Less positively it has to be said that presently the site is being used as a colourful medium of delivery for what could largely appear on paper, and it does not yet make good use of the resources that the web and the internet offer. It mostly consists of reports on what has happened elsewhere - whereas it could be happening here on the site too. Websites have great intercultural potential beyond that achievable in paper format and it would be good to see that side of Intercooltural receiving more attention.

There is a hope for a high degree of interactivity although whether this is possible with the explosion in the number of quality internet sites - only viewable within a non-exploding 24 hour day (and at a time of increasing pressure on teachers) - is an issue for all such websites including the BS Web pages.

The setting-up of such a teacher-centred and approach-centred site with an intercultural commitment must be welcomed. It seems driven by principle and the belief that FLT can have greater educational for both students and teachers through their direct involvement. It has optimism and energy. Opening doors to the wider world is the stated aim and, through the present participle, reflects the emphasis of Intercooltural on actively doing and becoming. It is how you open the doors that matters and in showing how this can be done the site would seem to be on the way to being successful.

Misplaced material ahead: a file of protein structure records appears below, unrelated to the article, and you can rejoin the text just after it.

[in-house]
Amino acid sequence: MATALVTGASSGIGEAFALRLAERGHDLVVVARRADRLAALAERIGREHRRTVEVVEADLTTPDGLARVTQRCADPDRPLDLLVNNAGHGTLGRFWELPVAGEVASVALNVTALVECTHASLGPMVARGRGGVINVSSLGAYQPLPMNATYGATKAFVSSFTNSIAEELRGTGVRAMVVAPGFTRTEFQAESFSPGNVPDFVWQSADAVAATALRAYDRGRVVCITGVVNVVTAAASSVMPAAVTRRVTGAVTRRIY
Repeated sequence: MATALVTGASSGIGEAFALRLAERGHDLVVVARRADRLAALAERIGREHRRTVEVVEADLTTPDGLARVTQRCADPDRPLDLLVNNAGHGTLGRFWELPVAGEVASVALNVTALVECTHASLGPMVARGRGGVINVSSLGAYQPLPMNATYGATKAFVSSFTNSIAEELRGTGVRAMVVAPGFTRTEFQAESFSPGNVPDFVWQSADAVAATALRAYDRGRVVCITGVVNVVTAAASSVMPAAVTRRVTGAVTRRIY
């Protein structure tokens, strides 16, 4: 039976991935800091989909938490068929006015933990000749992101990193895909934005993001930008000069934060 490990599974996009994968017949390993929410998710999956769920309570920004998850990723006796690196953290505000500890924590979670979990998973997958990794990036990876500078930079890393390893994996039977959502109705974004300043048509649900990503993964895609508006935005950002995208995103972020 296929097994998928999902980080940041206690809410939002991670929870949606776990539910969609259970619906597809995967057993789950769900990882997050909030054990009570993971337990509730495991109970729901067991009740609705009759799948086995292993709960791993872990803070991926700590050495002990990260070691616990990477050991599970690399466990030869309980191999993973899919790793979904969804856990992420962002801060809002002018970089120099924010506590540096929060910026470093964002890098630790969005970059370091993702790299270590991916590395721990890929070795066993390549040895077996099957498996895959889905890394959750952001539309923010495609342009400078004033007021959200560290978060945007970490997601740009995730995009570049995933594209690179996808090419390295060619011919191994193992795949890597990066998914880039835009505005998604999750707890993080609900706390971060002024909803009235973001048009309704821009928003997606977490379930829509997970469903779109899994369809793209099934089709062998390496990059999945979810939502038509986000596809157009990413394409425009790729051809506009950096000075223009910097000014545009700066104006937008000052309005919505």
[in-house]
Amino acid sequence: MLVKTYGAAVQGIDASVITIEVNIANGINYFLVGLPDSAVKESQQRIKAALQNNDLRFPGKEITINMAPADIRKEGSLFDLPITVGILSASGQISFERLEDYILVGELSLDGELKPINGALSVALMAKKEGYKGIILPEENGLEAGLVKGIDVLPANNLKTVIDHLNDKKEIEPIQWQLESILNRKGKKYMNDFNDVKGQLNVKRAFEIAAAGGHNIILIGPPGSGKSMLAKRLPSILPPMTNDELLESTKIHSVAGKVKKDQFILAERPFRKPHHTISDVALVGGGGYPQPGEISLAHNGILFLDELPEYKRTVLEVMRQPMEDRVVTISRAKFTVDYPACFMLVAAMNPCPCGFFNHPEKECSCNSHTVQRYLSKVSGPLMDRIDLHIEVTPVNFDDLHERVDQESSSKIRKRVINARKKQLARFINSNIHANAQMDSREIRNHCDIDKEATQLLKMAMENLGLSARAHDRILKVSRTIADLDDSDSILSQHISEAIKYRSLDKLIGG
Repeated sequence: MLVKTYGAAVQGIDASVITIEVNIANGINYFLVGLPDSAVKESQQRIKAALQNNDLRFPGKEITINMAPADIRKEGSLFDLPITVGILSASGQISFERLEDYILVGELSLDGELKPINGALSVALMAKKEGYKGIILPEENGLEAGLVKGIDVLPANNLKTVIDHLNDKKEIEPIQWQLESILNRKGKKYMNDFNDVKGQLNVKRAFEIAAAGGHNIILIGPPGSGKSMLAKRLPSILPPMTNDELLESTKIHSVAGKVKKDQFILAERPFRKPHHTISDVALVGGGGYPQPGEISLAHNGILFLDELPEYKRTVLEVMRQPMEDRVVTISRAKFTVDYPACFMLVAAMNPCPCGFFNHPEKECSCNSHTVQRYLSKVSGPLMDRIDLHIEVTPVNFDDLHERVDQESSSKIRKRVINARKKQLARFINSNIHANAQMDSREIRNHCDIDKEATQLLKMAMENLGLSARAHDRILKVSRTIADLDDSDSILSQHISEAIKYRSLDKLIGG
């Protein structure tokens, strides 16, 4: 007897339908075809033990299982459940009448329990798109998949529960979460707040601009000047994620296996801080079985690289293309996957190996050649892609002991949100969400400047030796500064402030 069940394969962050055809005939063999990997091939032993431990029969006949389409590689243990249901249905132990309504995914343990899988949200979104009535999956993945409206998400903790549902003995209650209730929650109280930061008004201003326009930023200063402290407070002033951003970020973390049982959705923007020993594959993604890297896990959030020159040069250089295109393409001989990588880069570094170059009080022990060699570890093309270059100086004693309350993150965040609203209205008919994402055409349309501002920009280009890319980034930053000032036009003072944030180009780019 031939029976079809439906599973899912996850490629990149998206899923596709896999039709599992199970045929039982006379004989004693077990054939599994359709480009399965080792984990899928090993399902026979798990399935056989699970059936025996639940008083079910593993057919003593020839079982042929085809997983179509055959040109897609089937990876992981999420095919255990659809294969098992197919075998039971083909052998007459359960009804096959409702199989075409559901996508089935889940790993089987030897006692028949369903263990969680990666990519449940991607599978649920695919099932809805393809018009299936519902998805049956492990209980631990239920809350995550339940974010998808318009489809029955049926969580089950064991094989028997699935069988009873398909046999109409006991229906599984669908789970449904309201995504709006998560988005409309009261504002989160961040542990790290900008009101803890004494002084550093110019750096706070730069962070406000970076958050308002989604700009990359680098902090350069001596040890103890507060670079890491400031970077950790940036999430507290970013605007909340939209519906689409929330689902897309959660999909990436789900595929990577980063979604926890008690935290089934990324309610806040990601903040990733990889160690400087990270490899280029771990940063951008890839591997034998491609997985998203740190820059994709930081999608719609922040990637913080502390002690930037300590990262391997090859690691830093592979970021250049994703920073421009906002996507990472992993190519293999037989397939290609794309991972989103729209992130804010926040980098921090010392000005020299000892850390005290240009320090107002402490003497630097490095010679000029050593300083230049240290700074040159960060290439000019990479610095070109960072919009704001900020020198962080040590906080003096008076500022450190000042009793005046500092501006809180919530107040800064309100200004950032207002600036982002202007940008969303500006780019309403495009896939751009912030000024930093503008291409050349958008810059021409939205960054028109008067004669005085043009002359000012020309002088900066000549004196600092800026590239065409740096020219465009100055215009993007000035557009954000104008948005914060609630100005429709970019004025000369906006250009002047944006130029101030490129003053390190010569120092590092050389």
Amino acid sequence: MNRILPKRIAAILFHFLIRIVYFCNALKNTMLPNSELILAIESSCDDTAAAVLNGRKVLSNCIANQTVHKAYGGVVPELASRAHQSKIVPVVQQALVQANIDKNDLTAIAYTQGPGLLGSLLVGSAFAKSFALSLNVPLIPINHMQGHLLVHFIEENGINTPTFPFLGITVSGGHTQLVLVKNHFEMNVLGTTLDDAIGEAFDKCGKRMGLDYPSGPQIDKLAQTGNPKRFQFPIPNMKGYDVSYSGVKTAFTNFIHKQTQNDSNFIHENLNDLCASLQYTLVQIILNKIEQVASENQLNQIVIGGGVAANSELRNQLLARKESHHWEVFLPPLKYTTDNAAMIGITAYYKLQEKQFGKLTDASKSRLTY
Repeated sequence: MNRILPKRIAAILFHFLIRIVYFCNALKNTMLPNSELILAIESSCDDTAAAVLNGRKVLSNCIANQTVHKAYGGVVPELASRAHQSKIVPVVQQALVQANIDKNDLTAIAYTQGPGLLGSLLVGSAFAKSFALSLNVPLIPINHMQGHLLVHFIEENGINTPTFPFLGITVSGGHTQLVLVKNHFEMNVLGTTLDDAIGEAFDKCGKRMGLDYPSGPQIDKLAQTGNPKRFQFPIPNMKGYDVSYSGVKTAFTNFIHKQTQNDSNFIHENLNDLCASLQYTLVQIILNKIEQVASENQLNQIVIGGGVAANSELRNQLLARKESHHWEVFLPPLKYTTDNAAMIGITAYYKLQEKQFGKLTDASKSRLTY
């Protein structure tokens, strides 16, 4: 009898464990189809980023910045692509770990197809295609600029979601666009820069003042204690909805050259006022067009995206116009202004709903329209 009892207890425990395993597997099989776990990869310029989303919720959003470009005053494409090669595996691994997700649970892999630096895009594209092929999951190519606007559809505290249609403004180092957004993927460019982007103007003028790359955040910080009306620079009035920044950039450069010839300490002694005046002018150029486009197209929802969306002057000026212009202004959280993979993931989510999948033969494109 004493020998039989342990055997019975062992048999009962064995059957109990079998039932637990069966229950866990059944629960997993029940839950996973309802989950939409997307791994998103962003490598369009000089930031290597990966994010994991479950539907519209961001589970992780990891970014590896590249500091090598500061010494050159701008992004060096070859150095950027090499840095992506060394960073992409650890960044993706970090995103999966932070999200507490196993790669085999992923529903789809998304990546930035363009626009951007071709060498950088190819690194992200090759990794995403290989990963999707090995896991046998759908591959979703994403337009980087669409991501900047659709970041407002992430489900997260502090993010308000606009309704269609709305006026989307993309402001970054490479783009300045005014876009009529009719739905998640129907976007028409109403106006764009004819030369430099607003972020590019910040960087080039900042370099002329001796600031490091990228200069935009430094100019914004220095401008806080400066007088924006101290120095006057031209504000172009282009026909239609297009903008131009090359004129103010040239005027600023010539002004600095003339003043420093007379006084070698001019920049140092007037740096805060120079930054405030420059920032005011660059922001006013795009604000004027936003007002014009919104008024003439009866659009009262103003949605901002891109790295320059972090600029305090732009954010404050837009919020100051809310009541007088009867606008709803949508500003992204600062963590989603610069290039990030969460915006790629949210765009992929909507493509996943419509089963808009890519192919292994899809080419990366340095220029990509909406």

Related sites

Zoom In is a very interesting coursebook published in Hungary under the guidance of Mark Andrews and Uwe Pohl, and its teacher’s book contains an introduction to their intercultural methodology - see Introduction to Zoom In and The Hungarian British Studies in Secondary Schools Project - Personal Reflections. A further article on the development of its approach Reflection-in-action: British Studies for teacher development can be found in BS Now - click on Issue 11 in the archive.